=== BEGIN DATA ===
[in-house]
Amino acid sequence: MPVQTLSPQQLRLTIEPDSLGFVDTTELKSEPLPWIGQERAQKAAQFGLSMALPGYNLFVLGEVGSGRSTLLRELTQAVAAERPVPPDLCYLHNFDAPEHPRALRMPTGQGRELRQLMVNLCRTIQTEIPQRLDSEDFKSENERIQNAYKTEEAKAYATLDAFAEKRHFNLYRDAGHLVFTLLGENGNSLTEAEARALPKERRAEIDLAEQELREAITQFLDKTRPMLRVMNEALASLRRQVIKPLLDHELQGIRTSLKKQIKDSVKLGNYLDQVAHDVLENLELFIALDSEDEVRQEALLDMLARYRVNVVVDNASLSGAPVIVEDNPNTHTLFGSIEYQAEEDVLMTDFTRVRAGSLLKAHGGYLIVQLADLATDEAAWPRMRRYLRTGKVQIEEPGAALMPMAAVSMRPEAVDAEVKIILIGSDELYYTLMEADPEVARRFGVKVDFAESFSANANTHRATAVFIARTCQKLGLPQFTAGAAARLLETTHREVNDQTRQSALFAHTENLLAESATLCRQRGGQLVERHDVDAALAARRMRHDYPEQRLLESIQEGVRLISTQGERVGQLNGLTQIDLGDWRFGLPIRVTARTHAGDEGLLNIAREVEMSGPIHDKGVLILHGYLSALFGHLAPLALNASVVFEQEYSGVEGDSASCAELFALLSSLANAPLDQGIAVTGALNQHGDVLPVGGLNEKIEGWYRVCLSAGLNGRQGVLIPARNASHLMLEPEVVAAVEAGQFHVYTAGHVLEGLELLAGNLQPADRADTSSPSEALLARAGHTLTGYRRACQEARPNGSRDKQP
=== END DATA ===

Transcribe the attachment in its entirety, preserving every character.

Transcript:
[in-house]
Amino acid sequence: MPVQTLSPQQLRLTIEPDSLGFVDTTELKSEPLPWIGQERAQKAAQFGLSMALPGYNLFVLGEVGSGRSTLLRELTQAVAAERPVPPDLCYLHNFDAPEHPRALRMPTGQGRELRQLMVNLCRTIQTEIPQRLDSEDFKSENERIQNAYKTEEAKAYATLDAFAEKRHFNLYRDAGHLVFTLLGENGNSLTEAEARALPKERRAEIDLAEQELREAITQFLDKTRPMLRVMNEALASLRRQVIKPLLDHELQGIRTSLKKQIKDSVKLGNYLDQVAHDVLENLELFIALDSEDEVRQEALLDMLARYRVNVVVDNASLSGAPVIVEDNPNTHTLFGSIEYQAEEDVLMTDFTRVRAGSLLKAHGGYLIVQLADLATDEAAWPRMRRYLRTGKVQIEEPGAALMPMAAVSMRPEAVDAEVKIILIGSDELYYTLMEADPEVARRFGVKVDFAESFSANANTHRATAVFIARTCQKLGLPQFTAGAAARLLETTHREVNDQTRQSALFAHTENLLAESATLCRQRGGQLVERHDVDAALAARRMRHDYPEQRLLESIQEGVRLISTQGERVGQLNGLTQIDLGDWRFGLPIRVTARTHAGDEGLLNIAREVEMSGPIHDKGVLILHGYLSALFGHLAPLALNASVVFEQEYSGVEGDSASCAELFALLSSLANAPLDQGIAVTGALNQHGDVLPVGGLNEKIEGWYRVCLSAGLNGRQGVLIPARNASHLMLEPEVVAAVEAGQFHVYTAGHVLEGLELLAGNLQPADRADTSSPSEALLARAGHTLTGYRRACQEARPNGSRDKQP